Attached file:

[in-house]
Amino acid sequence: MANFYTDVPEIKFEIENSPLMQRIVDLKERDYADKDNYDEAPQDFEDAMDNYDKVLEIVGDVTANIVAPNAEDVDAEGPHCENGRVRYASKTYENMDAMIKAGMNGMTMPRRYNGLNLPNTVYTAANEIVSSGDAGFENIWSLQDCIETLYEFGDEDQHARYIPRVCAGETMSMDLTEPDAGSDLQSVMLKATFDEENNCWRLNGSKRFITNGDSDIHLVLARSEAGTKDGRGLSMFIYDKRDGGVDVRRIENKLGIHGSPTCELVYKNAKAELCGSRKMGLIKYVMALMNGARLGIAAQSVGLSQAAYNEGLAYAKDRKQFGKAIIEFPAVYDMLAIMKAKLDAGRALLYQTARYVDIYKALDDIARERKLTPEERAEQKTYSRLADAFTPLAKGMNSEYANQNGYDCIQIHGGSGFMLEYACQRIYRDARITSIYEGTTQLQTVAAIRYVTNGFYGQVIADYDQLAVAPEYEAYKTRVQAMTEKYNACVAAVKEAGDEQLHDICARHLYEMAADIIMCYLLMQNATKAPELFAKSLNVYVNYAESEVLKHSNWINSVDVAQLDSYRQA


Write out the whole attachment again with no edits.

[in-house]
Amino acid sequence: MANFYTDVPEIKFEIENSPLMQRIVDLKERDYADKDNYDEAPQDFEDAMDNYDKVLEIVGDVTANIVAPNAEDVDAEGPHCENGRVRYASKTYENMDAMIKAGMNGMTMPRRYNGLNLPNTVYTAANEIVSSGDAGFENIWSLQDCIETLYEFGDEDQHARYIPRVCAGETMSMDLTEPDAGSDLQSVMLKATFDEENNCWRLNGSKRFITNGDSDIHLVLARSEAGTKDGRGLSMFIYDKRDGGVDVRRIENKLGIHGSPTCELVYKNAKAELCGSRKMGLIKYVMALMNGARLGIAAQSVGLSQAAYNEGLAYAKDRKQFGKAIIEFPAVYDMLAIMKAKLDAGRALLYQTARYVDIYKALDDIARERKLTPEERAEQKTYSRLADAFTPLAKGMNSEYANQNGYDCIQIHGGSGFMLEYACQRIYRDARITSIYEGTTQLQTVAAIRYVTNGFYGQVIADYDQLAVAPEYEAYKTRVQAMTEKYNACVAAVKEAGDEQLHDICARHLYEMAADIIMCYLLMQNATKAPELFAKSLNVYVNYAESEVLKHSNWINSVDVAQLDSYRQA